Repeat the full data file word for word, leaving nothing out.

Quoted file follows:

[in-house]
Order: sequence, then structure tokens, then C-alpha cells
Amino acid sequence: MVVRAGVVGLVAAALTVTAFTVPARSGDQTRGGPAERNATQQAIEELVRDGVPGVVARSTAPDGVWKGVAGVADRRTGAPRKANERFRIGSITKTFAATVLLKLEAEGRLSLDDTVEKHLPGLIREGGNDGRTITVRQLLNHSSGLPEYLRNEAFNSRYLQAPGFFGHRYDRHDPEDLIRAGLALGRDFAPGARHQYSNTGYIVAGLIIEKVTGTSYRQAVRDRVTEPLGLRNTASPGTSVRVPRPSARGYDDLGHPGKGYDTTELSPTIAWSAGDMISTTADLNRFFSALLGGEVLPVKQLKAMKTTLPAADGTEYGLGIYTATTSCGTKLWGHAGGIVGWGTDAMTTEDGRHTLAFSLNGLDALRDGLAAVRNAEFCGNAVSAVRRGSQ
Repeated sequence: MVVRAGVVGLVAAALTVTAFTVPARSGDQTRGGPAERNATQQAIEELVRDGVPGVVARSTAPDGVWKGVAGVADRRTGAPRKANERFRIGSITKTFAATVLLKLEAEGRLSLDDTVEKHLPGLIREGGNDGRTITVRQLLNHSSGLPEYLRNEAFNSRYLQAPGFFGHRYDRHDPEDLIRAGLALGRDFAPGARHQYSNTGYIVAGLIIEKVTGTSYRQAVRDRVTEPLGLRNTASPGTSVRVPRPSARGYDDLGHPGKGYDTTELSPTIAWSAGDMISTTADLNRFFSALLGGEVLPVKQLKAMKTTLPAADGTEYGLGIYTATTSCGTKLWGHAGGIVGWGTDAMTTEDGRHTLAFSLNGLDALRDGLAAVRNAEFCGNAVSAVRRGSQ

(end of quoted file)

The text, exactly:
[in-house]
Order: sequence, then structure tokens, then C-alpha cells
Amino acid sequence: MVVRAGVVGLVAAALTVTAFTVPARSGDQTRGGPAERNATQQAIEELVRDGVPGVVARSTAPDGVWKGVAGVADRRTGAPRKANERFRIGSITKTFAATVLLKLEAEGRLSLDDTVEKHLPGLIREGGNDGRTITVRQLLNHSSGLPEYLRNEAFNSRYLQAPGFFGHRYDRHDPEDLIRAGLALGRDFAPGARHQYSNTGYIVAGLIIEKVTGTSYRQAVRDRVTEPLGLRNTASPGTSVRVPRPSARGYDDLGHPGKGYDTTELSPTIAWSAGDMISTTADLNRFFSALLGGEVLPVKQLKAMKTTLPAADGTEYGLGIYTATTSCGTKLWGHAGGIVGWGTDAMTTEDGRHTLAFSLNGLDALRDGLAAVRNAEFCGNAVSAVRRGSQ
Repeated sequence: MVVRAGVVGLVAAALTVTAFTVPARSGDQTRGGPAERNATQQAIEELVRDGVPGVVARSTAPDGVWKGVAGVADRRTGAPRKANERFRIGSITKTFAATVLLKLEAEGRLSLDDTVEKHLPGLIREGGNDGRTITVRQLLNHSSGLPEYLRNEAFNSRYLQAPGFFGHRYDRHDPEDLIRAGLALGRDFAPGARHQYSNTGYIVAGLIIEKVTGTSYRQAVRDRVTEPLGLRNTASPGTSVRVPRPSARGYDDLGHPGKGYDTTELSPTIAWSAGDMISTTADLNRFFSALLGGEVLPVKQLKAMKTTLPAADGTEYGLGIYTATTSCGTKLWGHAGGIVGWGTDAMTTEDGRHTLAFSLNGLDALRDGLAAVRNAEFCGNAVSAVRRGSQ